Cutting glass is a relatively easy skill to master and can be done with an inexpensive tool and some quick prep work. This is well worth knowing since broken glass happens from time to time, and rather than spend a lot of money to hire a professional to come measure and cut a replacement, you can do it yourself.
If you have ever wondered how to cut window glass, this article is for you. A few simple tools and a place to work is all you need to effectively measure and cut the pane size you need. This step by step guide keeps instructions simple and provides the tips and tricks you need to get the job done.
What You Need to Cut Window Glass
A flat, stable work surface is a must to effectively cut glass. You will need to provide quite a bit of pressure and you also need room to make a continuous cut. A good workbench, or even a flat, clean floor provides a strong enough surface for this kind of work. I also suggest laying down a tarp, cardboard, or newspaper to collect any glass shards or slivers that may occur.
Before getting started, remove the pane of glass that needs replacing to ensure you purchase the same thickness of glass to replace it. Most home repair stores have window glass on hand for you to check against. For the most part, window glass is 3/32 inches or ⅛ inches thick. Thicker glass generally denotes larger panes of glass which are usually already cut to size or require professional installation.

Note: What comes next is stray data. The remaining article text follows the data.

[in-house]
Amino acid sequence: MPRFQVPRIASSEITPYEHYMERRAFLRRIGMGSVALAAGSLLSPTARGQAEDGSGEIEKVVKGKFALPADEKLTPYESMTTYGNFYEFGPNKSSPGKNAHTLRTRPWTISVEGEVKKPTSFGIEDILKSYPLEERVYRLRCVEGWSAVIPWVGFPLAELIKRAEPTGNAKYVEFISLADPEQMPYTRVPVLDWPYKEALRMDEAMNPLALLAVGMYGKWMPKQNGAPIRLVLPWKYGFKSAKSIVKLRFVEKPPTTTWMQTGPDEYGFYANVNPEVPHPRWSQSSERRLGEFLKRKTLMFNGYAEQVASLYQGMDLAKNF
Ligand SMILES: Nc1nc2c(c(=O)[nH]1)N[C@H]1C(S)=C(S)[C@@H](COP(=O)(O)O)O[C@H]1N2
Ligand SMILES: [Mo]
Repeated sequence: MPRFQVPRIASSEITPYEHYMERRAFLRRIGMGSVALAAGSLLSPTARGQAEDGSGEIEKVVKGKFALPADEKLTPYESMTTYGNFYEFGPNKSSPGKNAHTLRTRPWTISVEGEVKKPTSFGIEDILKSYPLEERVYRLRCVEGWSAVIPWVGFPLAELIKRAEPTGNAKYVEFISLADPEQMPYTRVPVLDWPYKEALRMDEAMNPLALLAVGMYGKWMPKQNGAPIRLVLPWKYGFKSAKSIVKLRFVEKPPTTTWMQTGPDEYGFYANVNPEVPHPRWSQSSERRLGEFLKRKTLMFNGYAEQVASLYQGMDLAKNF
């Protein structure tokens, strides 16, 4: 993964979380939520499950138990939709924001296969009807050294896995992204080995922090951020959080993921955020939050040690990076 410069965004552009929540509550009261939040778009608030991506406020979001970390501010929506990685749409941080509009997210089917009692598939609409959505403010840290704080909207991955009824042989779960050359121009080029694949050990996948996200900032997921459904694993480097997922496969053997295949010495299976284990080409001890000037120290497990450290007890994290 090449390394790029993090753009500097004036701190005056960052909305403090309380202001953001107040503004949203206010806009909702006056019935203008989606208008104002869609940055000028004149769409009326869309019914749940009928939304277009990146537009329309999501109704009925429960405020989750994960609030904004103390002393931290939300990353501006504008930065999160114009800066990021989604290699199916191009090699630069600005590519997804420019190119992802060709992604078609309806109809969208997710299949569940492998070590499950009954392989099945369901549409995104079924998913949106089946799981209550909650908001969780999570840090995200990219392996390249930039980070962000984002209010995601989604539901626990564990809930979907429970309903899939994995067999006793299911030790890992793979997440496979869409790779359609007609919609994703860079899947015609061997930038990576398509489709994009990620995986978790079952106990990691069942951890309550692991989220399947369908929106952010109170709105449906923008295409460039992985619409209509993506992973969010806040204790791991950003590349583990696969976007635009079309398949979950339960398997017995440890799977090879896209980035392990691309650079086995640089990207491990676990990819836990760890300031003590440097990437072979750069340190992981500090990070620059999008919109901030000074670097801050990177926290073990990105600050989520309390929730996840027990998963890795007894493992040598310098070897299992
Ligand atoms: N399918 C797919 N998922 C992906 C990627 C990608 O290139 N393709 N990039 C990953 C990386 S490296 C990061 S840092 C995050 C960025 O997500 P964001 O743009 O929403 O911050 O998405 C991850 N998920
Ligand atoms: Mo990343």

There are various types of glass cutters available for use, but all are designed with the same premise in mind: to score glass for breaking. Some are considered more comfortable than others to hold, and personal preference should be part of your decision when determining which is best for you.
It is difficult to score and break the glass that has been ‘cut’ dry. There is a special glass cutting oil you can use, but sewing machine oil is an excellent alternative. In a pinch, you can also use WD-40, which is my go-to as it is always on hand and I have always had good luck with its use. Most glass cutters have a reservoir for the oil, but if your cutter is lacking one, simply apply oil along the glass where you plan on breaking it before cutting.
Ruler or Straight Angle (or solid straight guide of some sort)
You can’t go back over your cut if you want to avoid jagged edges, so it is important to make a clean, consistent score the first time. Measuring your glass cut is important, but having a straight edge to cut against helps as well. If you are cutting glass to replace a pane, you can also use an old piece of glass as a guide.
Long Wooden Dowel
Placing a wooden dowel under your cut will help ensure that the score breaks even. It helps provide pressure in an even manner when you push on the glass. For longer or larger pieces of glass, this is a great way to avoid mistakes.
Be sure to wear safety glasses and gloves to help protect your eyes and face when you break the glass. Small pieces can pop out, and edges are sharp.
Step 1: Clean Glass